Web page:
The recent flurry of sexual misconduct allegations prompts me to wonder whether we’re overlooking merit while condemning the misbehaviors of Roy Moore, Al Franken, Ben Affleck, Harvey Weinstein, George H.W. Bush, Kevin Spacey and Louis C. K.
I don’t condone their bad deeds, and they certainly deserve our scorn and owe us meaningful apologies, along with behavioral correction. But does that misconduct, past or present, preclude their ability to competently perform the tasks they’re known for?
Roy Moore may well be sexually deviant, but I’m more concerned about his ability to represent 3,330,802 Alabamians in the U.S. Senate. What about other issues like his record on race, being twice removed from the Alabama Supreme Court, espousing anti-Muslim and anti-gay views, and affiliating with white nationalist groups? Those issues should matter more as voters consider whether to check an R or a D in December.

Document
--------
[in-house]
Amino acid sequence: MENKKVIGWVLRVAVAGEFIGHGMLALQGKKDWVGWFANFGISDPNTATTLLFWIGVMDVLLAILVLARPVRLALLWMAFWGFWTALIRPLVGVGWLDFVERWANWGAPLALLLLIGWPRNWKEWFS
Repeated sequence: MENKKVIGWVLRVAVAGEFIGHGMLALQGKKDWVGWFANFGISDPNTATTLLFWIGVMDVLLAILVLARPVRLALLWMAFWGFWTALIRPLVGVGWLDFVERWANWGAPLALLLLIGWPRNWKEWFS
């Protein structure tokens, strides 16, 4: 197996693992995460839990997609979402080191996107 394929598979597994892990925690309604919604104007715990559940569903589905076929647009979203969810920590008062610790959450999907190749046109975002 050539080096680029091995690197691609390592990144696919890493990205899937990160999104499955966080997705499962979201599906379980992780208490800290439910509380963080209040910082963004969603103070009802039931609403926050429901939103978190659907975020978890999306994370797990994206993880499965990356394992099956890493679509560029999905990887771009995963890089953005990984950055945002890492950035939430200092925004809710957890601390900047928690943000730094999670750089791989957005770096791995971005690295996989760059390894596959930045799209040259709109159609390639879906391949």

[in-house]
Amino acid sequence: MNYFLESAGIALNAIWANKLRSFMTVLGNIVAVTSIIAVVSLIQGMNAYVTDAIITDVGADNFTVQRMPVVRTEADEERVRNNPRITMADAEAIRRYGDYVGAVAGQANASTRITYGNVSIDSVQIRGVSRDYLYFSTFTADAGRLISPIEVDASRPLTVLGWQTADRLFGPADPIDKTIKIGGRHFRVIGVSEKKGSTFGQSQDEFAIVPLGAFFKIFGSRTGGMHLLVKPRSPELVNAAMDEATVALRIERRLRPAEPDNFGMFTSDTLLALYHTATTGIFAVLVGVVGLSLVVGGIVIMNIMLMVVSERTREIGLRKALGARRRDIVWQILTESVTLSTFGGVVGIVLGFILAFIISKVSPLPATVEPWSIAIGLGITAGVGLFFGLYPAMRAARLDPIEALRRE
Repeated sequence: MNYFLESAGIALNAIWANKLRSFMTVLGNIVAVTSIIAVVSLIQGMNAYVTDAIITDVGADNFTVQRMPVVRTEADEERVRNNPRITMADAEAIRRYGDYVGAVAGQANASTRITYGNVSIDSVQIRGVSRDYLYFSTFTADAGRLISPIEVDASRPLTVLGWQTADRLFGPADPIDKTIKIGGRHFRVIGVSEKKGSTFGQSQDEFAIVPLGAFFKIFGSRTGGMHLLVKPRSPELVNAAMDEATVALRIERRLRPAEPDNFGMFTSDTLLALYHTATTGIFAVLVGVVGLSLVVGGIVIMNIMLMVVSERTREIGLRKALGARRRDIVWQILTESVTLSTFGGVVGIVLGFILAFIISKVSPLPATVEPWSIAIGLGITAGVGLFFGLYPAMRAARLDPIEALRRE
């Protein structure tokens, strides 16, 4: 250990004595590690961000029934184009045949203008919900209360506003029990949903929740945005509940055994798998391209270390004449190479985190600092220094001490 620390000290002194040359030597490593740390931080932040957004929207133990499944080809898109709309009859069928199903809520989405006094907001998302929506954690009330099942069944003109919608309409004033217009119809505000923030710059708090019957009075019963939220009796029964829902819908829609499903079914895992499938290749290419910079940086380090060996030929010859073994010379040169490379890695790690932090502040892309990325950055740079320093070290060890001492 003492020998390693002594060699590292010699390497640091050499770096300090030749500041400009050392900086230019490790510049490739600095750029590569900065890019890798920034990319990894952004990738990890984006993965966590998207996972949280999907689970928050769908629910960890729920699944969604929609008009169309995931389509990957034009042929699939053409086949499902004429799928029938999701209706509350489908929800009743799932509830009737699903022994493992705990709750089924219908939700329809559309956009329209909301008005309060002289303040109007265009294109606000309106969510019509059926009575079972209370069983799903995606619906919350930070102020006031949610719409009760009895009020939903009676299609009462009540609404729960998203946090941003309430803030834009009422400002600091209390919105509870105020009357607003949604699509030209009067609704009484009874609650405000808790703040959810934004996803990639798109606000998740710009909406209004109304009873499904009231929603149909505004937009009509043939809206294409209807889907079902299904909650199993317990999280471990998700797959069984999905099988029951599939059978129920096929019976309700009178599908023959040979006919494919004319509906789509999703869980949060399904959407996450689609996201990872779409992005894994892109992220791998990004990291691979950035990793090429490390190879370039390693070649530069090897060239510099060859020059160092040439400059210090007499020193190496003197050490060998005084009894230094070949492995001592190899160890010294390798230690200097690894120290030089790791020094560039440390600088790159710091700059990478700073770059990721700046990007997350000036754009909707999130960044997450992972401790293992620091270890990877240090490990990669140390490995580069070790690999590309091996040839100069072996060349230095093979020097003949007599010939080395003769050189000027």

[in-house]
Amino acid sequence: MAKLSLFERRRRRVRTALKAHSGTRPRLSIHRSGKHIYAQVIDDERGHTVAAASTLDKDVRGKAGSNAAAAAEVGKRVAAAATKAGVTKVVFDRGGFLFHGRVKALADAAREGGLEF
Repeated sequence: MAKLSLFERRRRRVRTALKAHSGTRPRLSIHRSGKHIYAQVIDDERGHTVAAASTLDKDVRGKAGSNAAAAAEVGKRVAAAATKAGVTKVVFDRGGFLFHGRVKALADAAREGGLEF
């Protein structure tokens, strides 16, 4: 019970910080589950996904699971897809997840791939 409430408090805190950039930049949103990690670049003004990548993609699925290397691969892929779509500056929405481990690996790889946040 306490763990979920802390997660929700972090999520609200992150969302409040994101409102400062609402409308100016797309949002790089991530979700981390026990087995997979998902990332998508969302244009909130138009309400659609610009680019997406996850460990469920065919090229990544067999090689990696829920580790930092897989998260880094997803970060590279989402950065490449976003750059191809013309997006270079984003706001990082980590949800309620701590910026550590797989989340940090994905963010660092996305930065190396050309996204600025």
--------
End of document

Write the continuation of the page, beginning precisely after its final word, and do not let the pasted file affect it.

And what about performers like Affleck? Does his indiscretion somehow impede the Oscar-winner’s ability to occupy center stage, providing serious or amusing dramatic moments? After all, President Donald Trump has tweeted how much he’s looking forward to Affleck’s yet-to-be released Batman film.
During a Nov. 16 interview on “The Late Show with Stephen Colbert,” Affleck affirmed that men should be much more mindful of their behavior toward women and hold themselves accountable, becoming part of the solution. They could, he asserted, achieve a redemption of sorts.
Despite the disturbing revelations, some redeemed celebrity men could actually serve as role models, despite their blemished reputations. Maybe too many of us have shrunk our perspectives about those notables to preclude something positive that may come of their course corrections.
Ocean Park, Washington